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PHS student learns from top scientists

Reedsville teen takes part in national academy

KINGWOOD — Preston High junior Abbigail Lilly spent part of her summer vacation rubbing elbows with some of the nation’s premier scientists.   

Lilly, the daughter of Christina and Jason Lilly, of Reedsville, was a delegate to the National Academy of Future Physicians and Medical Scientists Congress of Future Medical Leaders, in Boston. She is believed to be the second Preston High student to ever attend.

According to its website, “The Congress is an honors-only program designed to motivate and direct the top students in our country who aspire to be physicians or medical scientists, engineers or technologists and encourage them to stay true to their dream.”

Lilly has been dreaming big for a while. A junior in high school, she already earned one semester of college credit.

And she has her future planned: A major in forensic psychology, with double minors in a medical field related to nerve regeneration and history.

During the week, she attended several presentations and was able to watch a live surgery. The Nobel Prize winners and other top thinkers at the Congress only made her more determined.

“It widened my science spectrum,” Lilly said. “The most exciting thing that I got to experience there was just getting to see all these people. Nobel Prize people, like the best minds in science of our lifetime, that have come up with all these amazing things to help cure things.”

 Her favorite among those she met was Jack Andraka. She learned that when he was 15 years old, Andraka created a new diagnostic test for pancreatic cancer that is 28 times faster, 26,000 times less expensive and over 100 times more sensitive than current diagnostic tests. The test also works for ovarian and lung cancer.

It earned him first prize at the Intel International Science and Engineering Fair, the world’s largest pre-college science research competition. Andraka is studying at Stanford University and told Lilly if her research reaches a certain point, she can use his laboratory.

She also met patients who were among the first to try groundbreaking cures, like a woman who received one of the first face transplants.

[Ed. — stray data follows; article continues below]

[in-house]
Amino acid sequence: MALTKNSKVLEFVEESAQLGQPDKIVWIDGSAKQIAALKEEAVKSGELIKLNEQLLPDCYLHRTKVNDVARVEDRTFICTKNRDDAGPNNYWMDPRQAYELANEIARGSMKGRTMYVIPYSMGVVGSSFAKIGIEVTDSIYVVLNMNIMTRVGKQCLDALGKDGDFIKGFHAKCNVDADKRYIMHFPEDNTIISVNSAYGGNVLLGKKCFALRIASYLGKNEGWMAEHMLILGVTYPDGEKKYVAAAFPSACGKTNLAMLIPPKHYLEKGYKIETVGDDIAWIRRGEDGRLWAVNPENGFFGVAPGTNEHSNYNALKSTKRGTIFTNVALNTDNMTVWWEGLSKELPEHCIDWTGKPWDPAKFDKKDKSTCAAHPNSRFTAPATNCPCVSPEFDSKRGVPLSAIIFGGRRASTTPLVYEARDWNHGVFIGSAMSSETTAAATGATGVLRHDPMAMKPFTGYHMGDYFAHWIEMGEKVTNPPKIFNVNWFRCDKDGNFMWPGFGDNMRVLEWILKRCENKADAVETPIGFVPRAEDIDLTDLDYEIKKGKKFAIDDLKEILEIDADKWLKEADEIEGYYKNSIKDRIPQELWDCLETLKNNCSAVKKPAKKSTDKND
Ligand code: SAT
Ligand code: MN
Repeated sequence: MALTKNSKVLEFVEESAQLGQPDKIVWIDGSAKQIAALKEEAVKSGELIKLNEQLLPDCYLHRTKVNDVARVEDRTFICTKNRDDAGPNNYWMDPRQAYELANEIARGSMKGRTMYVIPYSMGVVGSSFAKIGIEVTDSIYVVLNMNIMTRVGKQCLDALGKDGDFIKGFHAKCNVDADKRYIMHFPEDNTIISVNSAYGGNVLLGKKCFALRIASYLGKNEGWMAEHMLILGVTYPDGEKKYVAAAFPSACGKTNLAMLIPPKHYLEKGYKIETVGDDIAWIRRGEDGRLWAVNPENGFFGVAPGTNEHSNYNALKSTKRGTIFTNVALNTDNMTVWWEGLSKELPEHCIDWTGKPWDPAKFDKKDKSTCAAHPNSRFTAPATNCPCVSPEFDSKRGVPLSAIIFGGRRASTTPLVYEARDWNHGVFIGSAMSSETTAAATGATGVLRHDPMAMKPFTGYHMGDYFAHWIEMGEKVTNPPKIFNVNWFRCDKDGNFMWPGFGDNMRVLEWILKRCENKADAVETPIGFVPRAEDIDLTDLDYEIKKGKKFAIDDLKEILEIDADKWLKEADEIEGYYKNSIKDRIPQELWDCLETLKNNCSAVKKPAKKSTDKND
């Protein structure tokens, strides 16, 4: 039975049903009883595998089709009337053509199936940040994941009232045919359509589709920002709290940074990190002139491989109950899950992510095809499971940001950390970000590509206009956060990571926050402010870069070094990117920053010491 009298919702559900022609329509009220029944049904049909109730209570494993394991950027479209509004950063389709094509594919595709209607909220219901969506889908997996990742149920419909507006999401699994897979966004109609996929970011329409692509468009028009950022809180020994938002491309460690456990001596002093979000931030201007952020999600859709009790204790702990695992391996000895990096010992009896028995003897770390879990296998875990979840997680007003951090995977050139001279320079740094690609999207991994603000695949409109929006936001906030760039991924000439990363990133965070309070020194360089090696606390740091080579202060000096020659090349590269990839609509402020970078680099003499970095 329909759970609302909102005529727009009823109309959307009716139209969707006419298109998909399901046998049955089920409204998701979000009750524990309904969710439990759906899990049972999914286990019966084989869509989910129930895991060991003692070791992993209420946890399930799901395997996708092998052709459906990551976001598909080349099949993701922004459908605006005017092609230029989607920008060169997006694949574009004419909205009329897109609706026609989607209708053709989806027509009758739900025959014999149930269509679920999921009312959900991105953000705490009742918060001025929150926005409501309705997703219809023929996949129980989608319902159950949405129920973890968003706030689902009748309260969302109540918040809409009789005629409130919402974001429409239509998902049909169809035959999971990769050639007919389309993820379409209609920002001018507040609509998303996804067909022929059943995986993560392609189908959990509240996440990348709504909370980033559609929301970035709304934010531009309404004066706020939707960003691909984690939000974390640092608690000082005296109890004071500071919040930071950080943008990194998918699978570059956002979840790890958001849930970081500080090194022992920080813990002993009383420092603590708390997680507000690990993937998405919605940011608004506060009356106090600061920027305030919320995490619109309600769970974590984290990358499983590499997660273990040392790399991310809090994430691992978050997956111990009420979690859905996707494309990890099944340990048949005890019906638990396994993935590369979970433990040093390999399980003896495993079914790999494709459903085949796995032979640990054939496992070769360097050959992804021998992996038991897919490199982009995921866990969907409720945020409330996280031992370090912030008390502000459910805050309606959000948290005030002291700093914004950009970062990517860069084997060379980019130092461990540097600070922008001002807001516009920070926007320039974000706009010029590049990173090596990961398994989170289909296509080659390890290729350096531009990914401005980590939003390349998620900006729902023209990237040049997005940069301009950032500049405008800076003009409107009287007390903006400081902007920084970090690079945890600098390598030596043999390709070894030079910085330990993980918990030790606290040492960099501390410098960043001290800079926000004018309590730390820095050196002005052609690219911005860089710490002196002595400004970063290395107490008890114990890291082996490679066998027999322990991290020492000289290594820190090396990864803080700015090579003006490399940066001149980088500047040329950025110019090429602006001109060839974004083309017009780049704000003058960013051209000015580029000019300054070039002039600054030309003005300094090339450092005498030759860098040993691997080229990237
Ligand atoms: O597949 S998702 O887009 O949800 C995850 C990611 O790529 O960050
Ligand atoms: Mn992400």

“It just gave me so much determination to start my research project,” Lilly said. “I am wanting to work with nerve regeneration.”

Her interest in the subject has a personal origin. In 2017, a crushing injury caused her to lose the big toe on one foot and damaged the foot. She underwent extensive physical therapy to relearn how to walk, swim, drive, all things she took for granted before the injury.

She was told that whatever nerve regeneration she had within 12 to 18 months of the accident was the best she or anyone with nerve loss can hope for.

“I didn’t want to take that as an answer,” Lilly said.

 “I feel like everyone has something to do in the world. That we all have a reason, that God put us here for a reason, and I feel like my reason is he wanted me to find a better way to help fix nerve regeneration,” Lilly said.

 For college, she is deciding between Case Western and Tennessee University for her graduate studies, after finishing her bachelor’s at West Virginia University. When she applies, she will be able to contact some of the scientists, surgeons, even an Olympic gold medalist, for recommendations.

Last week she told the Preston County Board of Education about her trip.

“We are extremely proud of you,” Superintendent Steve Wotring said. “It will not surprise me one bit if one day we’re not sending kids to Boston to see you and what you do. I think you have an amazing future.”

  Board members Pam Feathers and Jack Keim asked Lilly to return to Preston County after she achieves her goals and inspire other students, “so that they can see Preston County can be proud.”